In recent years, Google Docs has become a strong alternative to Word, providing a free and portable solution for writers. One limitation for researchers has been the difficulty with adding citations, but now a new app has appeared on the scene, offering a simple solution that works with Zotero and Mendeley.
Paperpile is a Chrome app that allows you to manage your research library from your browser and easily insert citations while working in Google Docs. You can collect references using the Paperpile icon, or import them from existing Zotero or Mendeley libraries. PDFs are also saved and stored in your Google Drive.
As you can see from the screenshot above, the interface is similar to Zotero. You can organise your references into folders and also apply descriptive labels and notes. I imported 1301 items from my Zotero library and it took just over two minutes, with clear instructions and helpful status messages.
Now, Paperpile doesn’t sync with Zotero and it has read-only access. This means you either have to import your Zotero library on a regular basis or just add new references straight to Paperpile. Fortunately, this is simply done using the toolbar icon.
Also, you’ll see a Paperpile icon in Google search results:
Once your library is set up, you can start using it with Google Docs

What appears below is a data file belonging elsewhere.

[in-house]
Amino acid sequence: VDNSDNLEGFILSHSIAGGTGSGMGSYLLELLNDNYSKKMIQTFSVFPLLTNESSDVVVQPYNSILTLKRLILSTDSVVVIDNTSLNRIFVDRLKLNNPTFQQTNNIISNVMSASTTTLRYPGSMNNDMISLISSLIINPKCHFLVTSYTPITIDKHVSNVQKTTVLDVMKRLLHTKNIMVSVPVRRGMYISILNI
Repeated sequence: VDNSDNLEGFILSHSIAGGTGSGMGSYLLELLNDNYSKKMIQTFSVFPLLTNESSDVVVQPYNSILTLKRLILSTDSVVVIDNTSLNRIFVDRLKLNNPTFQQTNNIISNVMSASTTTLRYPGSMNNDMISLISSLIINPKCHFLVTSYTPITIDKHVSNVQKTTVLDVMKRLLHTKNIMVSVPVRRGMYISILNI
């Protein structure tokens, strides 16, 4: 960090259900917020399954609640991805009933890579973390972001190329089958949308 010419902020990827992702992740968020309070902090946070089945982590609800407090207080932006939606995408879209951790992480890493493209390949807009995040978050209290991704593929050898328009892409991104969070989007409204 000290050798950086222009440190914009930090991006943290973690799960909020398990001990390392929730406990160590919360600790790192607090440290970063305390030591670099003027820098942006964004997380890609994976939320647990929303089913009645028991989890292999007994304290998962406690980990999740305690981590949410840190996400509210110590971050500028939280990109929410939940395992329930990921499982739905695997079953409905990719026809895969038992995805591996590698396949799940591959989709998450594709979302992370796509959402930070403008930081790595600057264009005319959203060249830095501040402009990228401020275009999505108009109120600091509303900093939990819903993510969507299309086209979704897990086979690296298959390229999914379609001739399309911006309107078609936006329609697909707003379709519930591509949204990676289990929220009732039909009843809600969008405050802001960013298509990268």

Creating citations in Google Docs
When the Paperpile app is installed, you’ll see a new menu and icon in Google Docs.
Either click the P icon or use the Ctrl+Alt+P shortcut to insert a new citation. Then you can search through your library. Paperpile displays matches as you type.
Click the one you want, then click on it again to add a page number, suffix or prefix.
Finally, click Add Citation and you’ll see an inline citation next to your quote. With the most recent update to Paperpile, you can also add footnotes with superscript numbers.
When you’ve finished, click Format Document under the Paperpile menu and your bibliography is automatically generated. You can also choose your citation style from the Paperpile menu and it’ll show you a preview.
I’ve given you just a very quick overview of Paperpile. There’s lots more you can do with it, such as sharing libraries for collaborative writing, and importing papers from databases.
The cost is $2.99 per month (billed annually), but they’re offering a 30-day free trial. The developers are planning to add PDF annotation tools and better support for mobile devices, all of which would make Paperpile well worth the money.
Zotero still works best with Word and OpenOffice, but if you’re a Google Docs user, Paperpile is a very welcome new app.
Find out more about Zotero in my ebook How to Manage References in Zotero.